Album: Blue Mirror
Label: Anima Recordings
Genre: Drone, Sludge, Noise, Post-Metal, Shoegaze
Release Date: January 31st, 2020
For Fans Of: Blut Aus Nord, Swans, Björk
Folian is a musical project originating from Portland, Oregon, spearheaded by David Stephen Fylstra. Combining elements of shoegaze, noise, sludge, drone, and post-metal, Folian is starting off the new year and new decade strong with the release of their debut LP Blue Mirror.
I think I will start off the review by admitting that I have had little exposure to genres such as shoegaze, noise, sludge, drone, or post-metal. Therefore, I felt fairly out of my element when listening to and trying to review Blue Mirror. However, this doesn’t mean that I didn’t enjoy the album.
One of the first things that I noticed about this record and style of music is that it felt like it had a very surreal feel to it. The tunes sound slow, introspective, and melancholic. The vocals are mostly clear here, although there are often passages with harsh vocals as well, but they aren’t as abrasive or prominent as they are on, say, a typical black metal track. Often the harsh vocals are either in the background, such as on Away, or if they are in the foreground, they are backed by instrumentals loud enough so that they sound almost like they are just another instrument in the orchestra. The songs on Blue Mirror often shift between sparse passages and denser ones. The intro track This is the Place is an ambient foreword for this lonesome journey of an album. Go Alone immediately follows, with slow hypnotic melodies, heavy thumping bass, and harsh metal chords popping up midway through the track after a softer first half. Go Alone gives the listener a sense of solitude, peace, and emptiness. The next track, an instrumental titled Away, feels almost like the brewing of a storm with heavy winds and this vibe continues on into the beginning of the next track I am You. I am You relies on harsh instrumentals more than the previous songs on this album, but also has its calm acoustic moments and the sounds of the wind blowing as well, especially near the end, like the calm aftermath of the tempest. Further-Give is a short and tranquil interlude that leads into the sad and mournful Unwanted. After the somber soliloquy of Unwanted is the ruminating No Wake, which feels almost like a guided meditation in song form. In fact, No Wake feels almost like the stage of making peace with the grief of Unwanted. The slow, rhythmic beat of the following track Erasure is almost reminiscent of a slow dance song, but instead of slow dancing awkwardly with your old high school crush, your slow dancing with your favorite demons: regret, depression, and loneliness. However, Erasure still has many of the same musical features of the previous tracks as well. Tomorrow closes out the album with a calm and concise acoustic guitar instrumental, followed by many seconds of silence that is still technically part of the track.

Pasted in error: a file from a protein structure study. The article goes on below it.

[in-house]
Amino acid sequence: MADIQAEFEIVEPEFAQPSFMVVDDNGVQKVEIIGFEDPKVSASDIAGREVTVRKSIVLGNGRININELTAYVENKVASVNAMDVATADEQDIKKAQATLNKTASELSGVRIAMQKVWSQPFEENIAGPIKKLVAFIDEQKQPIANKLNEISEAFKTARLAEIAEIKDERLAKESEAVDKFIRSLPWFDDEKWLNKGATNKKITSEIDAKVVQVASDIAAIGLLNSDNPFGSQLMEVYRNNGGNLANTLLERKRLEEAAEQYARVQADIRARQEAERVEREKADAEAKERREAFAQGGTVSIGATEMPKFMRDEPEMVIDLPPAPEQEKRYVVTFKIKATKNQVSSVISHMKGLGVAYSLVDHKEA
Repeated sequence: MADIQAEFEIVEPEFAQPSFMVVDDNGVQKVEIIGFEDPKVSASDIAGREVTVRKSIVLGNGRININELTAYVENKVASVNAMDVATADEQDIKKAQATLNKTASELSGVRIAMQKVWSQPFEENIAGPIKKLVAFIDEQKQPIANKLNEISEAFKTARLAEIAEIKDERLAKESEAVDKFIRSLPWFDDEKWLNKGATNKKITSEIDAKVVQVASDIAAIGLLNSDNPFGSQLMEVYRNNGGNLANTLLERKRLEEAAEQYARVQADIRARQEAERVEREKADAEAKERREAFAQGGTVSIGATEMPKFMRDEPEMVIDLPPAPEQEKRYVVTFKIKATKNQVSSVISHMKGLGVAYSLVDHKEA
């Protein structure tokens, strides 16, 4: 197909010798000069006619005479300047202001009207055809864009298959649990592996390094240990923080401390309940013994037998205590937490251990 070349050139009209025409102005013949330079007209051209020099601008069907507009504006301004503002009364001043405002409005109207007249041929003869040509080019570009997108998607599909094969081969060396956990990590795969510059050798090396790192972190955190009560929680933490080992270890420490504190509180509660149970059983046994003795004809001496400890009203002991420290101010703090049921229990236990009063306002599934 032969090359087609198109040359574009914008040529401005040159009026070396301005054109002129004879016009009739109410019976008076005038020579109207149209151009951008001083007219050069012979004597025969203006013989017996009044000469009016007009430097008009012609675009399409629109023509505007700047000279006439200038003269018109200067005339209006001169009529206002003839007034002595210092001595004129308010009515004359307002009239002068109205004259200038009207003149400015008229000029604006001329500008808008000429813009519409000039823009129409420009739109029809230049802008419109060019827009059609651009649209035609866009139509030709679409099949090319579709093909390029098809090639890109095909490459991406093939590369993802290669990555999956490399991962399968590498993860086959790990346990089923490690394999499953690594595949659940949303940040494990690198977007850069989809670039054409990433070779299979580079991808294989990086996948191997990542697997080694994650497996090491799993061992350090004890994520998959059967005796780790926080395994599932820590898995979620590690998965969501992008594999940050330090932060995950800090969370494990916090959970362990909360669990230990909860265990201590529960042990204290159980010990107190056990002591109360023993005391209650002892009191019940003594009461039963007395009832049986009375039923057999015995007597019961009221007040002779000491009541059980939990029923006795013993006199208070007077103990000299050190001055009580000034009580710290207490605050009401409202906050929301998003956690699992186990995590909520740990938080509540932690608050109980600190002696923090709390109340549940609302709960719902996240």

As I have mentioned, I’m not well-versed with this style of music, so Blue Mirror was a bit of an adventure for me to listen to. The music does a good job of giving the listener a sense of solitude and isolation, like standing alone at the peak of a mountain in the Pacific Northwest, as the wind rages and settles around you, or floating helplessly through space, lost amongst the cosmos. The vocals are expressive and harmonize well with the instrumentals similar to how dark skies harmonize well with seasonal depression. The various musical influences blend seamlessly together to create a meditative, psychedelic piece of art. The songs are ethereal and dreamy at times, while also being harsh and turbulent in other parts, but the tempo never really goes above that of a slow stroll. Blue Mirror is filled with emotion and captures what it’s like to look in the mirror and feel… well… blue.
- This is the Place
- Go Alone
- I am You
- No Wake
Total Playing Time: 41:30